Friday, September 15, 2017

2x4 Roubo Style Workbench Lathe Stand (part 2)

The Roubo workbench lathe stand is all finished and now it is time to start mounting the tools onto the top. I plan to mount the large Harbor Freight lathe, the small Harbor Freight lathe, and maybe some other smaller things as well, if I have room. I'll also be needing to make new lathe tool racks that I will probably mount onto the ends, like I did with the metal cart. I could transfer the old racks, but they were a real pain in the ass to mount to that cart, so until I decide what I want to do with the cart, I think I will just leave those racks there for now. It will be easier to just make new ones for the workbench.

On to mounting the large lathe. The mounting holes are kind of hard to get to, so I thought it would be a good idea to make a mounting block, which would be easier to handle for mounting to the bottom of the lathe frame, and then screw the mounting block down to the table top. This plan had several advantages. First, the aforementioned ease of mounting. Second, it raised the lathe up another couple of inches, which allows for easier cleaning under the lathe frame, allows some hand access to the under side of the ways for adjusting the bottom nut on the banjo (tool rest arm), and finally, it puts the lathe closer to the same height it would have been when it was mounted on its old metal legs.

 I cut two 10" long sections of 2x10 to use as mounting blocks. I positioned them under the lathe and marked the hole positions. Then I drilled them through on the drill press. The heads of the bolts that I use for mounting these blocks to the lathe will be on the underside of the block, so I have to countersink a hole for the head of the bolt and a washer to fit into.

The ends of the bolts are stuck up through the mounting holes in the lathe frame, and torqued down with nuts and lock washers. This firmly attaches the mounting block to the lathe frame, but the lathe can still be slid around to whatever position on the table I want.

Once I choose the right location, I drive several 3" deck screws down through the mounting block and into the table top. Should I ever decide to shift the position of the lathe (or unmount it), I can remove the deck screws and move the lathe without fussing with the mounting bolts or drilling new holes.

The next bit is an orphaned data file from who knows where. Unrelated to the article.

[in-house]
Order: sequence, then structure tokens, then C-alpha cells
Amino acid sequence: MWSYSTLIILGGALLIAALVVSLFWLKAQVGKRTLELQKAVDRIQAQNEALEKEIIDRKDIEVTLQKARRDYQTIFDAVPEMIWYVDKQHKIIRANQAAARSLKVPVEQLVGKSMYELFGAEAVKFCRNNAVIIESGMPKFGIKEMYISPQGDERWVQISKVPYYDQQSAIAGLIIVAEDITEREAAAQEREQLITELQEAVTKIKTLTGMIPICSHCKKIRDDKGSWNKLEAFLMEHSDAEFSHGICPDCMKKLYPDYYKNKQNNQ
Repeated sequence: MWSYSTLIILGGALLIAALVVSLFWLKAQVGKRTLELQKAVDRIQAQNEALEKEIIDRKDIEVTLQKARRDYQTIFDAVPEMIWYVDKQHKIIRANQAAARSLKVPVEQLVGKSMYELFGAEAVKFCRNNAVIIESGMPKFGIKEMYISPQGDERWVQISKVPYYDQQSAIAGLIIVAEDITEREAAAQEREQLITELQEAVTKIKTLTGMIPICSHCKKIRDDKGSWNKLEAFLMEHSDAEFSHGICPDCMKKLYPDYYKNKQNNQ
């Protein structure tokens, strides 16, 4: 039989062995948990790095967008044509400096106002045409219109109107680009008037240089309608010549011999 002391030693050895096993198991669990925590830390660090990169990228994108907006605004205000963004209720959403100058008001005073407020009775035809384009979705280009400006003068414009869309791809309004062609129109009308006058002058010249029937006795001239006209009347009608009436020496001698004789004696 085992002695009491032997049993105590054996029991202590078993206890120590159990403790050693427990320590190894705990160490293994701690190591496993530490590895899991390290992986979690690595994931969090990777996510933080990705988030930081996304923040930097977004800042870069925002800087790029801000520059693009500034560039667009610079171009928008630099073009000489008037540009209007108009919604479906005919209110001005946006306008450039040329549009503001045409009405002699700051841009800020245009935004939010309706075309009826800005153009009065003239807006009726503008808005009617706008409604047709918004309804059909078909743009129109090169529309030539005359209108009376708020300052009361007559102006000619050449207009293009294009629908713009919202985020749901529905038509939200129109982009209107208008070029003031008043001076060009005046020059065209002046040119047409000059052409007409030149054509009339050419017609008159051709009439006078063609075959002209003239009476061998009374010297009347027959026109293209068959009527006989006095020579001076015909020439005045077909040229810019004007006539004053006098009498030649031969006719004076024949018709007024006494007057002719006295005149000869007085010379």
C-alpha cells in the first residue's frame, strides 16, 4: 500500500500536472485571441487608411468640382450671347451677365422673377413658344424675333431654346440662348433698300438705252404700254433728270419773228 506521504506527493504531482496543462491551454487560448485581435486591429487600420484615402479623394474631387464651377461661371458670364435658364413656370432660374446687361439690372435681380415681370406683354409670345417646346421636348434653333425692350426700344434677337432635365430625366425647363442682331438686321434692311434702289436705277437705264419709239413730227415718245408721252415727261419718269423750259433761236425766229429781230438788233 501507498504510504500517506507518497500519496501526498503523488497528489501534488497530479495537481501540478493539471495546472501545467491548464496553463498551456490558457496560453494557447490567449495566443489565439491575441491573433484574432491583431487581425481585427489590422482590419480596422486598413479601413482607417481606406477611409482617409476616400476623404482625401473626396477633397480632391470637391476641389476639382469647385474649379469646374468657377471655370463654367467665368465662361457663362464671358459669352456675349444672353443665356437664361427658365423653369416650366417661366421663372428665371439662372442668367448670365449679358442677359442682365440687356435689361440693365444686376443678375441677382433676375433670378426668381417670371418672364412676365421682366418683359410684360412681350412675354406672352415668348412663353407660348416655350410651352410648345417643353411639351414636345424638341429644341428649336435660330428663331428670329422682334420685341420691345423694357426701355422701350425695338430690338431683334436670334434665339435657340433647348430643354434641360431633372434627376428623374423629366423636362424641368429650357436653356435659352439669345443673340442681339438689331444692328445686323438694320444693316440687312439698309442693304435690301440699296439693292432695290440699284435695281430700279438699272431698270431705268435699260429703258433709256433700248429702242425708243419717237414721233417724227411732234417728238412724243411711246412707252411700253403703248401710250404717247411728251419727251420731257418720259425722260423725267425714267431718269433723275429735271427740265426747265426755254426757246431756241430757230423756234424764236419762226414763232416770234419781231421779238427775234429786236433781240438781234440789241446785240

.So, here is the large lathe, all mounted up. Next comes the small lathe, which will be mounted to the opposite side of the table.
 The only mounting tabs on the small lathe are where the little rubber feet attach, so I had to remove those. But then with no feet, the motor hits the table because it sticks down lower than the bottom of the frame, so that means I need mounting blocks for this one as well.

 I made these mounting blocks out of scraps of 3/4" MDF, and just screwed straight through the mounting holes, through the blocks, and down into the table top.

The final tool to mount was my Work Sharp 3000. It is what I use to sharpen my lathe chisels (and hand plane blades, and wood chisels...).  I may squeeze a bench grinder on there too. We'll see.

After I got the Work Sharp 3000 mounted, I did decide to try to add the bench grinder too. That way all my sharpening options would be in the same place as the lathes. So, I had to unmount the Work Sharp and re-orient it to make the bench grinder fit.

OK, one last thing to do- casters. This thing weighs a metric ass-load. The large lathe alone is about 100 lbs. The small lathe is probably 60 lbs. or more. I'd guess the whole mess weighs somewhere around 350-400 lbs. With everything mounted, even lifting one end is a chore. My intention was to mount two casters onto the side of the legs at one end. Then I can tip it up from one end, and move it like a wheelbarrow. This is the same trick I used on my great grandfather's workbench, and it works just fine for that.

 While fixing the caster to the side of the legs, I needed to lift the end up a little so I could get to the lowest set of screws, the ones closest to the floor. I had to use a 2x6 as a lever to lift the end up high enough to get the floor jack under it.

This thing is heavy as FUCK!. There is no way the wheelbarrow trick is going to work. Maybe if I added some handles I could do it in an emergency, but I think I really need to find a better way to move this thing. So, it's back to YouTube to search for videos of DIY retractable tool bases. Luckily I am not the only person to face this problem, so there are quit a few designs out there for caster bases with lever mechanisms that lift the tool or workbench up onto the casters when engaged, and then lower it back down onto its legs when disengaged. Now I just have to decide which design will work best for my needs.


I had planned to wrap this post up with the completion of the lifting casters, but they are not done yet, and I don't know if or when they will be. I am taking a break from blogging for a while. All of my current projects have been exhausted and my life is such that I am not producing anything at the moment. I have no idea if or when I will be back. Thank you all for reading this blog and letting me share my projects with you. I hope you enjoyed them. Good bye.  -Marx



  1. Good luck and I hope it will all be good!

  2. Hope you are well!
    Checking almost daily in hope of finding anything that indicates a positive outcome of the situation.

    1. There is no improvement. There will likely never be improvement. Only a growing familiarity with one's situation, which begets a modest amount of functionality. That is as positive as it is going to get.

    2. Sad to hear, but I know that feeling :-/

  3. Fingers crossed that everything gets sorted out and your situation improves!

  4. @Heribert, I just wanted to thank you for your words of concern and encouragement. Just knowing that someone was paying attention has helped me through some of my darker days more than you will ever know.